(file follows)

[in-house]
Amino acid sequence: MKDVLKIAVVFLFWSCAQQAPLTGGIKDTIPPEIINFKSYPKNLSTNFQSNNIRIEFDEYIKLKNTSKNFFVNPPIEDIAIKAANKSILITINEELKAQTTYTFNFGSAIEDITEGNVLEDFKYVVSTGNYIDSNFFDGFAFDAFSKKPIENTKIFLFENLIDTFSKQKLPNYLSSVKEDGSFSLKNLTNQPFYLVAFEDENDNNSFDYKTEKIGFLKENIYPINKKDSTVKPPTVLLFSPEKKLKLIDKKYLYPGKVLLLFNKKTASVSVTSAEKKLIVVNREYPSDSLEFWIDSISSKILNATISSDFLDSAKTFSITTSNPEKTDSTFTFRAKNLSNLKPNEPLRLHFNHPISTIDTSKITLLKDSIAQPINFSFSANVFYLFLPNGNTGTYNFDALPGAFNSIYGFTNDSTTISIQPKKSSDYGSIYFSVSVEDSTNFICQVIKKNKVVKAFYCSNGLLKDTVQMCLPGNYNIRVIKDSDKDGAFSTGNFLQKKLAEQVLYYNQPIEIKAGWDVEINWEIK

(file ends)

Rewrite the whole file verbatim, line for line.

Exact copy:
[in-house]
Amino acid sequence: MKDVLKIAVVFLFWSCAQQAPLTGGIKDTIPPEIINFKSYPKNLSTNFQSNNIRIEFDEYIKLKNTSKNFFVNPPIEDIAIKAANKSILITINEELKAQTTYTFNFGSAIEDITEGNVLEDFKYVVSTGNYIDSNFFDGFAFDAFSKKPIENTKIFLFENLIDTFSKQKLPNYLSSVKEDGSFSLKNLTNQPFYLVAFEDENDNNSFDYKTEKIGFLKENIYPINKKDSTVKPPTVLLFSPEKKLKLIDKKYLYPGKVLLLFNKKTASVSVTSAEKKLIVVNREYPSDSLEFWIDSISSKILNATISSDFLDSAKTFSITTSNPEKTDSTFTFRAKNLSNLKPNEPLRLHFNHPISTIDTSKITLLKDSIAQPINFSFSANVFYLFLPNGNTGTYNFDALPGAFNSIYGFTNDSTTISIQPKKSSDYGSIYFSVSVEDSTNFICQVIKKNKVVKAFYCSNGLLKDTVQMCLPGNYNIRVIKDSDKDGAFSTGNFLQKKLAEQVLYYNQPIEIKAGWDVEINWEIK